Lack of baby formulas: what to do if you run out

A shortage of infant formula is currently affecting the United States. But what should parents do if they run out and can no longer find their favorite product?

The deficiency has persisted for the past two years, but has gotten worse in the last few weeks, said Dr. Steven Abrams, Professor of Pediatrics at Dell Medical School at the University of Texas at Austin. News weekdescribes the problems as “very serious”.

The shortage is caused by problems in the supply chain and the recall of many contaminated baby products.

The US Food and Drug Administration (FDA) has announced that they are taking steps to improve the supply of infant products. But if you are struggling to find breast milk substitute and desperately need it, here are some expert advice on what you can do.

According to Abrams, for children who take routine drugs, the vast majority, there is still “the possibility of finding some alternatives, even if it is challenging and becoming more and more challenging,” depending on your location.

“We encourage families to be flexible in their formula choices and to try their best,” Abrams said.

A bottle full of breast milk substitute
Stock image showing a full bottle of infant formula. A shortage of infant formula is currently affecting the United States.
iStock

For most babies, it is okay to switch to any available breast milk substitute unless your baby has a specific breast milk substitute that is extensively hydrolyzed or based on amino acids.

This was stated by Dr. Christopher Duggan, director of the Center for Nutrition at Boston Children’s Hospital News week: “Online stores, local charities, doctor’s offices and local WIC programs (women, babies and children) can be a source of infant formula.”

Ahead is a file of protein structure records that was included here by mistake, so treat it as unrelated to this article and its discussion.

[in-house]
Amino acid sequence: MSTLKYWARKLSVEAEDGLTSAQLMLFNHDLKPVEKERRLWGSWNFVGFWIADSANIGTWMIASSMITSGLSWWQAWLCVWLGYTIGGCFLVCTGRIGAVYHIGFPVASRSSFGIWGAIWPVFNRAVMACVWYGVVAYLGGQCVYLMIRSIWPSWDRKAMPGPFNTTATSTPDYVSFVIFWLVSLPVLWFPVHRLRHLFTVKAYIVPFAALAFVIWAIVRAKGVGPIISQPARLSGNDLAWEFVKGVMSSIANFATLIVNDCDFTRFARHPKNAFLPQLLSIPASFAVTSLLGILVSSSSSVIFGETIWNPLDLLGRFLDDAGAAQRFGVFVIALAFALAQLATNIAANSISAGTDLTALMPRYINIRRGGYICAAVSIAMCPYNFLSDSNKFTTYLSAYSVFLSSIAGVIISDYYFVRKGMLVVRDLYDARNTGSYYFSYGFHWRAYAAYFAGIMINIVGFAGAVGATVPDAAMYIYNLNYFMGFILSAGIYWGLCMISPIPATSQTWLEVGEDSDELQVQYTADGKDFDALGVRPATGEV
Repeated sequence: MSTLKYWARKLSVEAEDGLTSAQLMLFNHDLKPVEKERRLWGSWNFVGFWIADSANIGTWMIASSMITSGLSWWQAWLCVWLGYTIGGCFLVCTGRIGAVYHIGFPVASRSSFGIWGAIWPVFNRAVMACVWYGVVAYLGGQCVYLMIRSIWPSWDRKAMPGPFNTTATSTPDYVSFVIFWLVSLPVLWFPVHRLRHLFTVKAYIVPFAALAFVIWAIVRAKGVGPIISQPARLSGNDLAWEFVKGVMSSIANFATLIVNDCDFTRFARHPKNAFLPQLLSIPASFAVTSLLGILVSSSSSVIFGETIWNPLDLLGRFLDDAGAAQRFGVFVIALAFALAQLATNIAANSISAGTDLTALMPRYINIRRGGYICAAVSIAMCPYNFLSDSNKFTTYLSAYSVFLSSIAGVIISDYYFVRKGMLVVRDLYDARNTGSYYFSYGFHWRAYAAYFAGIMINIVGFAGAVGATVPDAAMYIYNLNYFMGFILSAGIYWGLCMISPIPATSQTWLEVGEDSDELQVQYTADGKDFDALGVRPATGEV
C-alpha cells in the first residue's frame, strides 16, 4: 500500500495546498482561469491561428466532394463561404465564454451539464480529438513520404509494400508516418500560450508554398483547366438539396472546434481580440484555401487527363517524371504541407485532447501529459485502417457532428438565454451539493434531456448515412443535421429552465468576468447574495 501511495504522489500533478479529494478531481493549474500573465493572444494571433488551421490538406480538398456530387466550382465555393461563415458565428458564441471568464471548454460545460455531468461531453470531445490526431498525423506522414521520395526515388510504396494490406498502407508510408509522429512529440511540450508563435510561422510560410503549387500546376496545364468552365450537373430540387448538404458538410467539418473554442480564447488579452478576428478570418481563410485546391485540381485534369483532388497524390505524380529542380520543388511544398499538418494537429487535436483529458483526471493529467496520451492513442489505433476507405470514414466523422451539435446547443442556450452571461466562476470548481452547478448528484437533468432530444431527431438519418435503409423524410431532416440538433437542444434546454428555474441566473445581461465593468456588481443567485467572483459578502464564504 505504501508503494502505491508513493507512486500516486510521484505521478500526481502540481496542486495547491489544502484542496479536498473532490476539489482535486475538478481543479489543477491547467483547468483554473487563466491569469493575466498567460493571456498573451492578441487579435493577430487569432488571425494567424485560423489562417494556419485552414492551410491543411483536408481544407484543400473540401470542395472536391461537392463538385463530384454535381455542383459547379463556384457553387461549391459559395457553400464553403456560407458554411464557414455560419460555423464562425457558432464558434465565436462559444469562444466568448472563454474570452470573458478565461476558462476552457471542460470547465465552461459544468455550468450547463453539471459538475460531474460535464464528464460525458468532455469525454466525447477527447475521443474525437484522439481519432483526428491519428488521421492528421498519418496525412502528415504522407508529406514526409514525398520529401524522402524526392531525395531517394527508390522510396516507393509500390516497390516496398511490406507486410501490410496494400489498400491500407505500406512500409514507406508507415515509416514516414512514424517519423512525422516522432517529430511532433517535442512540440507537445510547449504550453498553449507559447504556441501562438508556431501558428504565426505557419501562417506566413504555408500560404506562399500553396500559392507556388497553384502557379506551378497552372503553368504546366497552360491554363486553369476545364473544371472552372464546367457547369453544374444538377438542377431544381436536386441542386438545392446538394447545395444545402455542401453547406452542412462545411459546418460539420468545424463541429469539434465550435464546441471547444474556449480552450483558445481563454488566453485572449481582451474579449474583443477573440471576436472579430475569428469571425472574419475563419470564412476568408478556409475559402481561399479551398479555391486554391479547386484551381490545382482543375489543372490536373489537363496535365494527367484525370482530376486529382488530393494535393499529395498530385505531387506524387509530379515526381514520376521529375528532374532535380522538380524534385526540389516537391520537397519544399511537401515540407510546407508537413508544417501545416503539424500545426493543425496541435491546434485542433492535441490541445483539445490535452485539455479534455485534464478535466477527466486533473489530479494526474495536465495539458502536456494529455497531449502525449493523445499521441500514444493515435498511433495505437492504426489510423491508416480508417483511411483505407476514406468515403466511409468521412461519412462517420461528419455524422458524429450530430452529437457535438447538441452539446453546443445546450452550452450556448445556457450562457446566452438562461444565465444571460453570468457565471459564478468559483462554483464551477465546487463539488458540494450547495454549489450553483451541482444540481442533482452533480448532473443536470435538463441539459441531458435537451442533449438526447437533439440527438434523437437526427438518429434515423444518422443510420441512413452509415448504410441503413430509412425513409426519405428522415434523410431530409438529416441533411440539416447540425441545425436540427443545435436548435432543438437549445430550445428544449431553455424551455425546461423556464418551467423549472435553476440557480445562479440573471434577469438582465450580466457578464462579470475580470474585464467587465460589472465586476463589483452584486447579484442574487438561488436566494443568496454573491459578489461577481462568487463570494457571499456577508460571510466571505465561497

If parents need or have concerns, they should talk to a local pediatrician, Dr. Katie Lockwood, Chief Pediatrician at the Children’s Hospital of Philadelphia (CHOP,). News week.

“Some pediatric offices may have breast milk samples or know local resources to find breast milk substitutes, including suggestions from other families,” he said. “They might also be able to give advice on how to pass the formula on to something similar that is easier to find. Sometimes smaller stores, like family-run pharmacies or grocery stores, have the formula in stock when the larger retail stores are out.”

Is it okay to dilute infant formula to prolong supplies?

According to Lockwood, it is “very dangerous” to dilute the formula in an attempt to get the most out of limited supplies.

“The formulas are made with a precise balance of ingredients, including electrolytes and minerals, which can be dangerous for children if they are changed. We see cases of babies with low levels of sodium and excess iron or water, which can be dangerous for the heart, the kidneys, the brain of babies and other organs, ”she said.

Can people make their own formula?

All the experts News week he also talked to parents so as not to try to create their own formulas.

“The formulas are regulated by the FDA to be made specifically for the needs of a developing child and are very difficult to recreate at home,” Lockwood said. “Family should not make their own infant formula because it increases the risk of contamination and improper feeding to their baby. Homemade formulas often do not contain the correct types of nutrients children need for their developing organs and growing bones.”

Is cow’s milk a safe alternative to infant formula? Are there other potential alternatives?

According to Lockwood, cow’s milk is not recommended for babies under one year.

“But if your baby is almost a year old, your pediatrician may suggest using cow’s milk during a breast milk substitute deficiency. But I would discuss it with your pediatrician before I use it,” he said.

“A breast milk substitute is typically not recommended for babies under one year of age, but it can be used for babies around one year of age who lack a breast milk substitute. Again, this should only be done in consultation with your pediatrician.”

Abrams, meanwhile, said infants over six months can receive cold cow’s milk for a short period of time if all other options are not available, though iron supplements may be required in these cases. You can talk to a pediatrician about it.

Currently, the American Academy of Pediatrics advises people not to buy more than a 10-day to 2-week delivery of formula in an effort to remedy the deficiency.

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